Is your financial situation leaving you feeling sick to your stomach? You’re not alone. Despite the Affordable Care Act and the recently launched health care exchanges, an alarming amount of Americans are worried about medical expenses.
Medical debt is weighing on the wallets and minds of consumers. According to a new report from Bankrate.com, 25 percent of Americans currently have more medical debt than emergency savings. That figure nearly doubles to 44 percent among people earning less than $30,000 per year. Furthermore, 34 percent of parents with children under 18 say they have more medical debt than emergency savings, compared to 22 percent of respondents without kids.
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Even people who do not currently have medical debt are plagued by the thought of it. The report finds that 55 percent of respondents were either very or somewhat worried they will become overwhelmed by medical debt at some point in the future. “These results show that more than half the population feels financially insecure when it comes to healthcare. This is an issue that affects consumer confidence and the broader economy,” said Doug Whiteman, Bankrate.com insurance analyst.
Making matters worse, 55 percent of Americans are also worried that they will not have affordable health insurance in the future. Women (60 percent) are more worried than men (50 percent), while Republicans (63 percent) are the most concerned group, with independents (62 percent) a close second. Forty-six percent of Democrats are concerned about affordable health insurance.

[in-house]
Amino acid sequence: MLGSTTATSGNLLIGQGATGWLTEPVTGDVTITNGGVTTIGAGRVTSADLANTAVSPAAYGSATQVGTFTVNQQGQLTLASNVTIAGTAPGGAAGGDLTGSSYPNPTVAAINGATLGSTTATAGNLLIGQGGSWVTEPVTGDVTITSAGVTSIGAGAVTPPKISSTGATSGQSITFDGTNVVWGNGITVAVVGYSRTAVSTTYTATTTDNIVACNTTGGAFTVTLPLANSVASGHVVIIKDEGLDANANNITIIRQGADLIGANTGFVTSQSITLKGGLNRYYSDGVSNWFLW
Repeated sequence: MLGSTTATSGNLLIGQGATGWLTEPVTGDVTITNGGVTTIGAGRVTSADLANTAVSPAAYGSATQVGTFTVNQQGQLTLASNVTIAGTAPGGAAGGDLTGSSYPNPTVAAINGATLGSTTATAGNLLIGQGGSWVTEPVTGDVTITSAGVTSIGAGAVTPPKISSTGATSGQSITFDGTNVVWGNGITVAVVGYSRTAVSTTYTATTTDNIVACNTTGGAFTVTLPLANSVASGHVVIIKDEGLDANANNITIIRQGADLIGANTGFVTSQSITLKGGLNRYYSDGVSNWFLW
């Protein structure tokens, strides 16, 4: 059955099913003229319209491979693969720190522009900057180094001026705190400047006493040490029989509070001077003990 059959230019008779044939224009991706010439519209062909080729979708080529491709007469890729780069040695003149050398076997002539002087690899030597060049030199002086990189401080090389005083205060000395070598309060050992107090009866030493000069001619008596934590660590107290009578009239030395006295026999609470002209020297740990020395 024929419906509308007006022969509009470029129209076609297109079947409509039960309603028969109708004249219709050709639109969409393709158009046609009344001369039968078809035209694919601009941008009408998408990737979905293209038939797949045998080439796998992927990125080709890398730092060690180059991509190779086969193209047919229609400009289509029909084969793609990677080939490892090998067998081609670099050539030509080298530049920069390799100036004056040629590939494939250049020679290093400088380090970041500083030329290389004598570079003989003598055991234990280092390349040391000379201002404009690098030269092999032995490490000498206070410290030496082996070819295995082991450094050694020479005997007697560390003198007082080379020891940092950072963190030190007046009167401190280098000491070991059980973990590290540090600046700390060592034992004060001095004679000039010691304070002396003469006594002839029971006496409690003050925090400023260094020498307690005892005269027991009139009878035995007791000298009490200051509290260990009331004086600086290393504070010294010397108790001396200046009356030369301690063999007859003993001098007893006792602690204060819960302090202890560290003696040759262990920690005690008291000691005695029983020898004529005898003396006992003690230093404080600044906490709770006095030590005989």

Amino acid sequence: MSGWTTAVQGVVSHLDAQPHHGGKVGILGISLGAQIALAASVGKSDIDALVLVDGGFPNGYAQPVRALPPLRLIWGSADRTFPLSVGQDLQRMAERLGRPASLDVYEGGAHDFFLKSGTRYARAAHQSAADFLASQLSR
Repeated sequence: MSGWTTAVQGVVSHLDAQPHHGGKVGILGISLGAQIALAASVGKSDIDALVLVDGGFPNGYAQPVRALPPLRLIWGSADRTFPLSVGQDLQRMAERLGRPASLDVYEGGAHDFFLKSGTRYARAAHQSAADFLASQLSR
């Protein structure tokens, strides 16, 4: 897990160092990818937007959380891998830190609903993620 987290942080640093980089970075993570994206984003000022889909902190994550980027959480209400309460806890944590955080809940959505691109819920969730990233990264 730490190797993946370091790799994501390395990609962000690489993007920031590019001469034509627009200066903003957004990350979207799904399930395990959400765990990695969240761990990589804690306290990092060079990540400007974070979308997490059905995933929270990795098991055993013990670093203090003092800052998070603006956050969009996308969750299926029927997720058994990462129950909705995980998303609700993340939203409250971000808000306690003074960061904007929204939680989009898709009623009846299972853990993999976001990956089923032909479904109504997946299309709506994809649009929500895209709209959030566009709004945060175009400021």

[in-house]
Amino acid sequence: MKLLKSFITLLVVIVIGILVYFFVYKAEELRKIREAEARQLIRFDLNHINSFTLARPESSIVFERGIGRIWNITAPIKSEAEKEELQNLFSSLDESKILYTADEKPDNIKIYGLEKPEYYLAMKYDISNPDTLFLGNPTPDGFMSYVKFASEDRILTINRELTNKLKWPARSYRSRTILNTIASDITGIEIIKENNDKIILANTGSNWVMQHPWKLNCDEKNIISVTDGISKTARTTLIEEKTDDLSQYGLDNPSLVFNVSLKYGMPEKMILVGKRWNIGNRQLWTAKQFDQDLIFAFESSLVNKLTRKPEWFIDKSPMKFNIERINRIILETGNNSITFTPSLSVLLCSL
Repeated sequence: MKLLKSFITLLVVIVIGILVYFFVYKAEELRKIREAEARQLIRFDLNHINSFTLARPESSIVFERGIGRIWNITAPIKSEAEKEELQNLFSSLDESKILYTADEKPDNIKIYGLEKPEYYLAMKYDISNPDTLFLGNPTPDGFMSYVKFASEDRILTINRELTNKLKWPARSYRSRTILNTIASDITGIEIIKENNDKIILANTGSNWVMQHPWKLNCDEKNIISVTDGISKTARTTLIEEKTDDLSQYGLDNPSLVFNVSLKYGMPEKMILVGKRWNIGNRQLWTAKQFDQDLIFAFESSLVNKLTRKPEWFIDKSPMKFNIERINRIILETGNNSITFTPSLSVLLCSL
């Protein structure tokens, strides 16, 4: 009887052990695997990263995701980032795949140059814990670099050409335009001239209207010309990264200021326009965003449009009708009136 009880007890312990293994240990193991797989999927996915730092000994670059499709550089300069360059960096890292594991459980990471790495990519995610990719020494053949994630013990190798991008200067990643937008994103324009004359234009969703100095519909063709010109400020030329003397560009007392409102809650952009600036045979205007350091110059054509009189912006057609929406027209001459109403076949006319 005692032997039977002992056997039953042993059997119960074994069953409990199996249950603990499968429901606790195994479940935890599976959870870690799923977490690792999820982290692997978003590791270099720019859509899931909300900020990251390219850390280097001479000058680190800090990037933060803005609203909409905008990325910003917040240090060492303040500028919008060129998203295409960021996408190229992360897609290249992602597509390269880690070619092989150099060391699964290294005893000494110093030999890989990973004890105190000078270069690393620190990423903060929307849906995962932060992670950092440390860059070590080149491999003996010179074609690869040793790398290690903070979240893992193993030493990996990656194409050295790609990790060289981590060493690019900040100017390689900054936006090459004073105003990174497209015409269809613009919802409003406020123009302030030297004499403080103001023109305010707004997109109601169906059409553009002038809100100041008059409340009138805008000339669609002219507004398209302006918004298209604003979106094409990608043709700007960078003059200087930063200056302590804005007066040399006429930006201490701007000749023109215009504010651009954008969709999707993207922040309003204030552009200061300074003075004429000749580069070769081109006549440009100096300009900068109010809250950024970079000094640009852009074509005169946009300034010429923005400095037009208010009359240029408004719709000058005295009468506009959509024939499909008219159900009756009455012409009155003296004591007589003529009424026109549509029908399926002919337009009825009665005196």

The fear may arise from first-hand experience with expensive health plans. “With the Affordable Care Act, anybody who now wants insurance can get it,” explained David Cusano, senior research fellow at Georgetown University’s Health Policy Institute. “The question now becomes: ‘Can I afford to use it?’ When you think about people confronting out-of-pocket maximums at around $7,000 or deductibles of $5,000 for a family, that’s a lot of money. You throw prescription drug copays into the mix, and I can see where you would be worried.”
Medical bills are such of a burden to Americans that the nation’s most popular credit score provider is revising its model. FICO will change its calculations so medical collections will have a lower impact on credit scores, making it easier for consumers to obtain loans. The median FICO Score for consumers whose only major negative references are medical collections will increase by 25 points. In July, Experian said more than 64 million Americans had a medical collection on their credit report.
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